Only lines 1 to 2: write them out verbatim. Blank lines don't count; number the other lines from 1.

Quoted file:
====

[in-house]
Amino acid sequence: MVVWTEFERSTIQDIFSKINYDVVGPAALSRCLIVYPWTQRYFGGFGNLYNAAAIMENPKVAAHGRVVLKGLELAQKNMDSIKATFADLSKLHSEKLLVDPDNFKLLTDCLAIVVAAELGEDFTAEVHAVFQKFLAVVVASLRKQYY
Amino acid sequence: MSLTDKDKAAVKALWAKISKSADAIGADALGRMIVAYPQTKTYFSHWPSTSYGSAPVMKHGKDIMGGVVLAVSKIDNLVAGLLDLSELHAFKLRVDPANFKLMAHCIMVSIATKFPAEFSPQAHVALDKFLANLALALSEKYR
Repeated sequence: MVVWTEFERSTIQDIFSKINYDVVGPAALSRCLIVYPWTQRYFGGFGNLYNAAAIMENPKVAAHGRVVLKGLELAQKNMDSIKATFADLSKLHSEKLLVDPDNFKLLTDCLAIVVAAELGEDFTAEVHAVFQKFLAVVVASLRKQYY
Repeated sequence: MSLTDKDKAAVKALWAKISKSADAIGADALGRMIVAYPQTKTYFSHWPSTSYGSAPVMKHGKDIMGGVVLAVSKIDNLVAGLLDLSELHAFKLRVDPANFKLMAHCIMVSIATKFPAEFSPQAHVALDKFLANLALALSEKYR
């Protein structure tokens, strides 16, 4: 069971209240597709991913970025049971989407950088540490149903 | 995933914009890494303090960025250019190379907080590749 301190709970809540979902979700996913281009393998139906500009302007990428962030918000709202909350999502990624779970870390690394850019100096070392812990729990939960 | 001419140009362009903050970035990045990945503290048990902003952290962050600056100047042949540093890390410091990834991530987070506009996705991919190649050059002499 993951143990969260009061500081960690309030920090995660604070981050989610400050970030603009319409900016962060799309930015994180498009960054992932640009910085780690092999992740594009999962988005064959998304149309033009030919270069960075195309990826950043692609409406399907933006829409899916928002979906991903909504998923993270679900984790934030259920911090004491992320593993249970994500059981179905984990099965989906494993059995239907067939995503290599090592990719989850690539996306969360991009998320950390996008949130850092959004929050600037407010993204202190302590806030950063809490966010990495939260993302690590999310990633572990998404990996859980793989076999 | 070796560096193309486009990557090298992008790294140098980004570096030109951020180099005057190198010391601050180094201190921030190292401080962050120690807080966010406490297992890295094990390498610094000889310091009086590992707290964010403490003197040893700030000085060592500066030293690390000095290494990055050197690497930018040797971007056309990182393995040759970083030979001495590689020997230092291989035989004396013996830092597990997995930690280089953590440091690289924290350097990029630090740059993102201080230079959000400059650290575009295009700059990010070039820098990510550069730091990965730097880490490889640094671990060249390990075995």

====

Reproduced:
[in-house]
Amino acid sequence: MVVWTEFERSTIQDIFSKINYDVVGPAALSRCLIVYPWTQRYFGGFGNLYNAAAIMENPKVAAHGRVVLKGLELAQKNMDSIKATFADLSKLHSEKLLVDPDNFKLLTDCLAIVVAAELGEDFTAEVHAVFQKFLAVVVASLRKQYY